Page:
Calibration and validation RE and r2(distributions as indicated in the plot) for the spatial performance of the CFR method. Black distributions show reconstruction skill derived from proxy predictors, while those obtained from the AR non-informative predictors are shown in red. For comparison, the red histograms have been scaled to have the same maximum values as the black histograms.

Figure 2.

Calibration and validation RE distributions for the CFR and index regional mean reconstructions. For the CFR, the mean was computed from an unweighted arithmetic average of the grid-point time series in the field reconstruction. Proxy (non-informative predictor) histograms are shown in black (red). For comparison, the red histograms have been scaled to have the same maximum values as the black histograms.

Figure 3.

Validation CE distributions for the regional mean reconstructions (left) and mean temperature results (right), for the (top) CFR and (bottom) index reconstructions. True validation interval mean (−0.35°C) is shown by a dashed line. For comparison, the red histograms have been scaled to have the same maximum values as the black histograms.

[13] CFR performance clearly separates across the proxy vs. non-informative predictors. The histograms for all CFR measures of merit at the grid level (computed across all individual grid cells,Figure 1) have, at most, extremely small amounts of overlap between the proxy and non-informative cases; the calibration RE histograms separate completely. The same result occurs when the CFR output is used to calculate the spatial mean (Figures 2 and 3). These separations also highlight the expected lack of skill in the non-informative case, most clearly seen by the largely ≤0 scores for the RE and CE skill measures (RE/CE ≤0 indicates no skill in relation to calibration (RE) and validation (CE) climatology [Cook et al., 1994]). The non-informative CFR r2 results are consistent with this expectation (Figure 1); in particular, the grid-level validation r2histogram is strongly clustered near the lower bound of zero for this measure, indicating essentially no skill in the validation-period reconstructions derived with non-informative predictors. That some apparent skill is obtained in the non-informative case, notably in the CFR case for calibration grid-level r2 (Figure 1) and RE of the spatial mean (Figure 2), is also an expected result of a randomly-generated process; the MC ensemble analysis allows this apparent skill to be identified as systematically lower than that obtained with real proxies.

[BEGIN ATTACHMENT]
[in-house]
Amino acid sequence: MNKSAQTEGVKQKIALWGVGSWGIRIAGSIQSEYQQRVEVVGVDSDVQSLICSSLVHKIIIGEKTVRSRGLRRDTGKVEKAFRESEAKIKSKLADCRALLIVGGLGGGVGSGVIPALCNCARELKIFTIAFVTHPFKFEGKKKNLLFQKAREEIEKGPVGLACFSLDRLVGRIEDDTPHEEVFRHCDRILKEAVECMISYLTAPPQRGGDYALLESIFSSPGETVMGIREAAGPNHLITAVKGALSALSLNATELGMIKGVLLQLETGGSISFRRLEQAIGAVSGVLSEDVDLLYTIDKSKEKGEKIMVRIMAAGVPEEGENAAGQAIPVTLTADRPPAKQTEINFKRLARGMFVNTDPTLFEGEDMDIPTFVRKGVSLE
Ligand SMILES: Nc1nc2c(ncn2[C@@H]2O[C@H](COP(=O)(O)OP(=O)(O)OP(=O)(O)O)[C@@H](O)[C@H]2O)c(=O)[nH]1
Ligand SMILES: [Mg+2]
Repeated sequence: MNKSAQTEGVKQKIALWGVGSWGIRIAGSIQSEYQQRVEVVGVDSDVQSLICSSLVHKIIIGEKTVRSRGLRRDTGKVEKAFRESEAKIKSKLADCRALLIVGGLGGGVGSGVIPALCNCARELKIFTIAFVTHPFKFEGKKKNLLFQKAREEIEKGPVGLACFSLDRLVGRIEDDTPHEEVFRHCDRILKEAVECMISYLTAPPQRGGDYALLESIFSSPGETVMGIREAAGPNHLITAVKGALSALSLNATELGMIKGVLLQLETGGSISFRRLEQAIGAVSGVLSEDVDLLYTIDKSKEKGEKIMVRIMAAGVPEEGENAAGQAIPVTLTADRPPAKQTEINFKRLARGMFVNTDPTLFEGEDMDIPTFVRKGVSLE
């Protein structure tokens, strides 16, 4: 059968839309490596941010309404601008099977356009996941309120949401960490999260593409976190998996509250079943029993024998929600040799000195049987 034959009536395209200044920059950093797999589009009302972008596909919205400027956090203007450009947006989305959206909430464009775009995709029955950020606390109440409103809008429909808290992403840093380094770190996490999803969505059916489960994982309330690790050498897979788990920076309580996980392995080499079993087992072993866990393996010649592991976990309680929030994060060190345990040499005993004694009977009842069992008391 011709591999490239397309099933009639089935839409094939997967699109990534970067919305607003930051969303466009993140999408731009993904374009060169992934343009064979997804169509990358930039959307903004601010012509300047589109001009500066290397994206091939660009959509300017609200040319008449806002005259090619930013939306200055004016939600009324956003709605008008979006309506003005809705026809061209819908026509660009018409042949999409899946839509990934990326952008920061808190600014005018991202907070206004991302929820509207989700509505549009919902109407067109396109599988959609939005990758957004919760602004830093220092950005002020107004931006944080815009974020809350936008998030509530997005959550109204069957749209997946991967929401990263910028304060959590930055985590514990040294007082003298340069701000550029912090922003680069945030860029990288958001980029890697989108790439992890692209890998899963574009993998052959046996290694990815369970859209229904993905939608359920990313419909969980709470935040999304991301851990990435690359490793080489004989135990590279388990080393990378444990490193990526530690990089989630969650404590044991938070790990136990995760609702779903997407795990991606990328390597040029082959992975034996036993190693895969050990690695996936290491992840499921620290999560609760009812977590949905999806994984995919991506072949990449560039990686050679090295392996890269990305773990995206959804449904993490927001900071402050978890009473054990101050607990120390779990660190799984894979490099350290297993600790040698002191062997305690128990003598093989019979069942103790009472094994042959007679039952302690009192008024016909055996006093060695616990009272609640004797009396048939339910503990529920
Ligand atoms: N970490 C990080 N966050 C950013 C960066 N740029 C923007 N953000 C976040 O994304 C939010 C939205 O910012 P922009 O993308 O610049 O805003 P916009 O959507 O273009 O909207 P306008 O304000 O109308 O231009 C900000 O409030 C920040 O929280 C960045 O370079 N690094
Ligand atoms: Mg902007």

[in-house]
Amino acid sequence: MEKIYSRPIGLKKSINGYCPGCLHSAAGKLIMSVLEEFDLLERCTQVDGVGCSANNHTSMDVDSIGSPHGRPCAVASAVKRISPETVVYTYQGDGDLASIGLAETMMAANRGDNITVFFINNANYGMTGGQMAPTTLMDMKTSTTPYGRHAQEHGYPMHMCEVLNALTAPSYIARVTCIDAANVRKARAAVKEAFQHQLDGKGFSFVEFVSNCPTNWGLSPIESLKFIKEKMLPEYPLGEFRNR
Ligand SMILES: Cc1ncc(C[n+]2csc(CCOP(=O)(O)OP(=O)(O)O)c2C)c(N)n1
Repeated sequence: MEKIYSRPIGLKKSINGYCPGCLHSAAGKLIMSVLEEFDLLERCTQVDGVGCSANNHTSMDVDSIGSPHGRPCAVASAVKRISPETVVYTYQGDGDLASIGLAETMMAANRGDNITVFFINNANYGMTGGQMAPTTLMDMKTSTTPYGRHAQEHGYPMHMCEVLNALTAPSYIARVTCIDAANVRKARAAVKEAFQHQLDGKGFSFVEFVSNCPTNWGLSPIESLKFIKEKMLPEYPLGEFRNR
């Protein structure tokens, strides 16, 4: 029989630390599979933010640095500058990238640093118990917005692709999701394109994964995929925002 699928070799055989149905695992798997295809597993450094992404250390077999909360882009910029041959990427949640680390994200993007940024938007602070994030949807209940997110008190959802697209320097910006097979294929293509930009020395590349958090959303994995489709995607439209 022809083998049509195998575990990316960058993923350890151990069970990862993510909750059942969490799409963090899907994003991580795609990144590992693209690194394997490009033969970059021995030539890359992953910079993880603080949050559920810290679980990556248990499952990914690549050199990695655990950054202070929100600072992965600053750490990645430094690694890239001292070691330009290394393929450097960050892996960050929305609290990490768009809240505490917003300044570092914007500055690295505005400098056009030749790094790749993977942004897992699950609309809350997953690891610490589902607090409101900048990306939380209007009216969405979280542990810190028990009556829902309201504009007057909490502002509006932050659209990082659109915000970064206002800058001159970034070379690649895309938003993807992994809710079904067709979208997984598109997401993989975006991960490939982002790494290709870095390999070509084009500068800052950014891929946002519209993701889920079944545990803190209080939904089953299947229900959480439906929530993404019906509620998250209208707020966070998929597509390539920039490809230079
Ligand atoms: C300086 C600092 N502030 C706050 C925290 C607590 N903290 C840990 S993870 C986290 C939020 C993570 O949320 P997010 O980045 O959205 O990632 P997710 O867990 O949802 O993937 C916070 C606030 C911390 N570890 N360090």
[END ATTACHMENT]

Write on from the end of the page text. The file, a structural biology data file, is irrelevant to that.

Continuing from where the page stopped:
[14] The index reconstructions similarly indicate that proxy information clearly outperforms non-informative predictors (Figures 2 and 3). The most notable difference between the CFR and index reconstruction cases is that while the index method performs as well as or better than the CFR method in calibration, it performs somewhat less well than the CFR in validation. This difference can be seen in the validation RE and CE measures, and is partly due to the loss of amplitude for reconstruction of the regional mean in the validation period exhibited by the index case (Figure 3). The median value for the CFR proxy reconstructions of the validation mean (−0.36°C) is very close to the instrumental value (−0.35°C), whereas the median value for the index proxy reconstructions (−0.23°C) is higher by 0.12°C. Note also the reduced performance of a composite-plus-scale method, relative to the index regression method (cf.auxiliary material, sections VII and VIII).